The changes mean residents are now asked to separate items differently as well. Currently, only plastics stamped 1 and 2 are accepted. Lids must be fastened on containers and not loose.

“Everything is done differently so it’s ready to package when it reaches the recycler,” said Bowman.

Most items generated in Crawford County go to Meade County, Ky. Books and magazines not passed on locally go to Spencer County, and tires are recycled at Owensboro, Ky.

Bowman said some residents might not be aware of the book swap at the Leavenworth location. A huge selection of books is available for the taking, and visitors are encouraged to leave titles they’ve finished for others to enjoy.

Last year, 5,322 books came through the recycling centers with many going to the book swap.

In addition to the typical items, Crawford County’s recycling centers also accept batteries, fluorescent light bulbs and magazines. While most items may be recycled free of charge, there is a charge for disposal of some items, such as electronics.

“We only charge what we get charged,” said Bowman.

In 2020, seven tons of electronics were recycled in Crawford County along with 28 tons of tires.

Residents may also dispose of their household trash at any of the local centers. The cost is $1.25 for a regular-size bag or $2 for a large bag.

The SWMD operates on an annual budget of just over $400,000 and has two full-time and 10 to 12 part-time employees. Those employees are the key to the district’s success, said Bowman.

“I couldn’t do it without the employees; I have great employees,” she said. “They take pride in keeping the sites clean and decorated. They care about recycling and the environment, and that’s what it takes.”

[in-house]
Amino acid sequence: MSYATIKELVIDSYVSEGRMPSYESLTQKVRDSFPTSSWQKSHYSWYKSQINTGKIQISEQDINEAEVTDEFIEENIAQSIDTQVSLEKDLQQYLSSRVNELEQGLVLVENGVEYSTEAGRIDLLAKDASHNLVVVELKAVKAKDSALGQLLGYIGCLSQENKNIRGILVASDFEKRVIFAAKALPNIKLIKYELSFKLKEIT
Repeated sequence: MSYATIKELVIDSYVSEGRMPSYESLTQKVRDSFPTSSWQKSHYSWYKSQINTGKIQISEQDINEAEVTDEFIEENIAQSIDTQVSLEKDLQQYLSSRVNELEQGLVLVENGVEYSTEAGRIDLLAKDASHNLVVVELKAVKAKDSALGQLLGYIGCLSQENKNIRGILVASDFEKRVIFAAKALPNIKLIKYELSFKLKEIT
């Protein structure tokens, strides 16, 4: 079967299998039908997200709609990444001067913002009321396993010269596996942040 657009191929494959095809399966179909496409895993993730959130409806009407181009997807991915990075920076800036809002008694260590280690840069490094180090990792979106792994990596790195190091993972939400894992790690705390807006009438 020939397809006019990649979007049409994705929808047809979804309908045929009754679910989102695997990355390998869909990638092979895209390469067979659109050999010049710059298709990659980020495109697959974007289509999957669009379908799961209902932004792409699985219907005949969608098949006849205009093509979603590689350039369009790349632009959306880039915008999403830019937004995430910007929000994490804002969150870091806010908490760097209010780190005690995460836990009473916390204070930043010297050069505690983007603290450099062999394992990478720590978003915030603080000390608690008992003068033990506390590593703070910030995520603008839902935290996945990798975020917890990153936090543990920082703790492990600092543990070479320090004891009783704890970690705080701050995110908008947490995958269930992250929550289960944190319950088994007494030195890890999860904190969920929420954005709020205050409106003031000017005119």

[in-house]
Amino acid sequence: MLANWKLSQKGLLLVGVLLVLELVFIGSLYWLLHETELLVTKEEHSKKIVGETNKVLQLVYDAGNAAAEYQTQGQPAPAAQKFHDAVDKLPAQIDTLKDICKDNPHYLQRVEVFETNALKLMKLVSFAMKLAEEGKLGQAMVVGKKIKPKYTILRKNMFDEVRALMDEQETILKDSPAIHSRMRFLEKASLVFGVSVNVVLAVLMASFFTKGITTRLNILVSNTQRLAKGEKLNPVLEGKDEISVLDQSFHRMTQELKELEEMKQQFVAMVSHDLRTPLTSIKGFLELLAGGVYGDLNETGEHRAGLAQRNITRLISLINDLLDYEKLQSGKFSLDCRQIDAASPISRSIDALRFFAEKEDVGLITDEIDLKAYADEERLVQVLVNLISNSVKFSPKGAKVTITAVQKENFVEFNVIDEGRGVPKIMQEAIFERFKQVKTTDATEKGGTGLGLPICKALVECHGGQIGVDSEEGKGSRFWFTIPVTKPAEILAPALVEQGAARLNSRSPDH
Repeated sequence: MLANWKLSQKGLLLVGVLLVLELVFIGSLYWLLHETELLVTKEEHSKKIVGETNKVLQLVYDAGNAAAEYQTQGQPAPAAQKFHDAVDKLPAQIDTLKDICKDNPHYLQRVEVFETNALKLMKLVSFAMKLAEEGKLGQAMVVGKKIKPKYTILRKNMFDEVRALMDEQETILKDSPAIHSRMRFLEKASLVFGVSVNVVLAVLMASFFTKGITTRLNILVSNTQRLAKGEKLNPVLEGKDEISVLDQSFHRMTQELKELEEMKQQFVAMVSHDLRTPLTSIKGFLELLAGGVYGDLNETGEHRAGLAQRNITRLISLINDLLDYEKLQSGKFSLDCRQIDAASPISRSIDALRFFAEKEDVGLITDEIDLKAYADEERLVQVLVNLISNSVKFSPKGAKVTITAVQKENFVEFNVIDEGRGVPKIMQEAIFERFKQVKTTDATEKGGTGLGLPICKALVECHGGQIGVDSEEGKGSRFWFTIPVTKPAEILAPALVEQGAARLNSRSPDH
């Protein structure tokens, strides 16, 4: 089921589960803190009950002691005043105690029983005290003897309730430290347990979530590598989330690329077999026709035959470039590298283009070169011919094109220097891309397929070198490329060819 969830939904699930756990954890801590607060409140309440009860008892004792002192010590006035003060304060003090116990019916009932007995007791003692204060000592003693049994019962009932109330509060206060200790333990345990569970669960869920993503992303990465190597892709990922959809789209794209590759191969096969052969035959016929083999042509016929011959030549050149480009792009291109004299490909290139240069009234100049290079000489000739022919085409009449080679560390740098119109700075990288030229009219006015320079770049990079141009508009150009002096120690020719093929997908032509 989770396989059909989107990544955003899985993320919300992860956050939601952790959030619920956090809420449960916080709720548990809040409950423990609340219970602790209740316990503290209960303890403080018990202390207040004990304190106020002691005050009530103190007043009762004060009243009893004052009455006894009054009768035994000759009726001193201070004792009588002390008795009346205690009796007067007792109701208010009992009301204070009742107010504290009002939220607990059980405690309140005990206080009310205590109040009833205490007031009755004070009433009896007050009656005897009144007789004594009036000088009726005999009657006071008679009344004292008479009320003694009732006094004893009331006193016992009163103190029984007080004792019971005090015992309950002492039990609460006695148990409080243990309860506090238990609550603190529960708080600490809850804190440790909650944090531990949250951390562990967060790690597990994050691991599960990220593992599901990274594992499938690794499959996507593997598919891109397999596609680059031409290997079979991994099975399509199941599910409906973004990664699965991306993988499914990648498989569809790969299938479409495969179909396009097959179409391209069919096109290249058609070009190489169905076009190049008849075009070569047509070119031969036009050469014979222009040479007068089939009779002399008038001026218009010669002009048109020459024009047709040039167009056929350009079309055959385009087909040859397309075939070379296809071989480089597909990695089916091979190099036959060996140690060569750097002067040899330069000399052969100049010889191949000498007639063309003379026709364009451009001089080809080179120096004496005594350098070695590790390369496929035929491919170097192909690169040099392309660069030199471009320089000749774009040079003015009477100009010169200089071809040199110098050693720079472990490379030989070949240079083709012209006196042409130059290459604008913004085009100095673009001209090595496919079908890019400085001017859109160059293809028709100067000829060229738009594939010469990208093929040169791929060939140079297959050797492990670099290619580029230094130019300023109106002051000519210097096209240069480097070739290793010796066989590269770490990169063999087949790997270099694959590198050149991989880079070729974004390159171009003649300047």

Bowman has seen big changes since she began 27 years ago, when the first director, Betty Stroud, was getting the solid waste district up and running.

There was just a single site — Marengo — back then, and it was open only on Fridays and Saturdays.

“We didn’t have a building; there were just bins out there to put recycling in,” said Bowman. “I would sit out there in a lawn chair all day and have only a few customers.”

The Leavenworth site opened next followed by English.

Another positive change has been the reduction in the number of illegal roadside dumps. Early on, this was a huge issue.

“We were cleaning up 30 to 40 a year. That was 27 years ago,” said Bowman. “This year, we’ve had just six so far.”

Looking forward, Bowman hopes to continue to see more and more residents choose recycling over tossing everything in the trash.

“It’s more economical,” she said. “If a family of five recycles, they only have one bag of trash a week.”

Expanding the scope of the district to include a fourth recycling center is one of Bowman’s hopes as well.

“I would love to see all the roads clean and maybe sometime down the line another site, toward Patoka,” she said. “In the future, it might be something we could do.”

Recycling in Crawford County

There are three locations where residents can recycle in the county:

English — Tuesdays, Thursdays and Fridays from 9 a.m. to 5 p.m. and Saturdays from 9 a.m. to 3 p.m.

Leavenworth — Thursdays from 9 a.m. to 5 p.m. and Saturdays from 9 a.m. to 3 p.m. The book swap is open during normal hours.

Marengo — Wednesdays and Fridays from 9 a.m. to 5 p.m. and Saturdays from 9 a.m. to 3 p.m.

For more information, contact the Solid Waste Management District at 812-338-2728 or by email at [email protected]. Visit the website, www.crawfordcountysolidwaste.org.